Logos. They are more than just a design. They are a culture, a message and values all rolled into one and form an identity. They are almost always a person’s first interaction with a brand. Each sector has logos that are the leaders whether that’s in fashion, food & beverage, sports teams or athletes.
Focusing on the latter, some brands created the brand of the athlete they work with. The most prominent example is the Jordan brand. Born within Nike, the Jordan brand/Jumpman has become more than sportswear and is now a fashion statement among certain demographics.
If we continue with Nike, the CR7 (Cristiano Ronaldo) brand is probably the next project that can reach the levels of the Jordan brand as the Portuguese star is edging towards the end of his career. Nowadays, with influencer marketing being a driver of brand campaigns, how many athletes do you think have their own brand logo? And even in more focus, how many female football players are building their own brand and identity?
Recently, Forbes published a list of social media’s most-followed athletes. This study focused on athletes across 10 different sports and on engagement and interaction metrics on Instagram, Facebook and Twitter for the first six months of 2019.
Out of the 14 athletes with over a 100 million interaction 9 were football players. Who were they? Cristiano Ronaldo, Leo Messi, Neymar Jr., Kylian Mbappe and Mohamed Salah. What do they all have in common? Their own brand logo.
When looking at the 10 different sports that were analysed only one features female athletes, tennis. The legendary Serena Williams was the highest ranked tennis player on the list with Naomi Osaka rounding up the tennis top 5 list.
Serena Williams also has her own brand and website and back in 2015 Nike created a line of fashion to celebrate Serena’s greatness featuring a specifically designed logo. While Naomi Osaka does not have her own logo she does have her own website to extend her brand identity beyond social media. Nowadays, it is up for debate whether athletes need a website given the amount of traffic and interaction they generate on social media.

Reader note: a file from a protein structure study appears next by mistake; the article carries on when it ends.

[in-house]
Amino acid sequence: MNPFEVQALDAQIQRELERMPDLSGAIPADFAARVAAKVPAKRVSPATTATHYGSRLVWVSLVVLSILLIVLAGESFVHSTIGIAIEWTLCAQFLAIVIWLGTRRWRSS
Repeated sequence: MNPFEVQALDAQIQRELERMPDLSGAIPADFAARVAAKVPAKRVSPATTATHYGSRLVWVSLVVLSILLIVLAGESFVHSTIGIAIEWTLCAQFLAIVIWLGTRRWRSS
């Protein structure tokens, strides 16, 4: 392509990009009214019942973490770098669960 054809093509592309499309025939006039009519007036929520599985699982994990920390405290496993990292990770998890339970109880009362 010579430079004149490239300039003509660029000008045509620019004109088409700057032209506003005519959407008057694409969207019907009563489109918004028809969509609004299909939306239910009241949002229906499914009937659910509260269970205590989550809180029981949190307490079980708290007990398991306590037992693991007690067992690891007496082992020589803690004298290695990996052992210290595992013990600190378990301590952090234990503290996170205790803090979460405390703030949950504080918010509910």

A female football star that has embraced a website is the USA and Orlando Pride striker, Alex Morgan. One of the first things that are noticeable on Morgan’s homepage is a logo that could fit within Luxury or Fashion. Another women’s football star that created her own logo is the Arsenal Women and Netherlands forward Vivianne Miedema. In an Instagram post back in May this year she revealed the logo and commented:” My brand new logo, my journey, my way”.
In a sport that is trying to grow its viewing numbers, commercial revenue and recognition, the current conditions of sports marketing present female footballers with a space to grow into and increase their own brand value.
Of course, the top women football players have different online following figures than the top men football players but there enough players out there with an online fanbase to make an impact.
When an athlete has its own logo it opens doors for potential licensing deals with brands in other sectors. It will help condense the athlete’s value in one recognisable image and most importantly, it keeps people curious as to what’s behind it, what’s the story, and women’s football has so many stories to tell.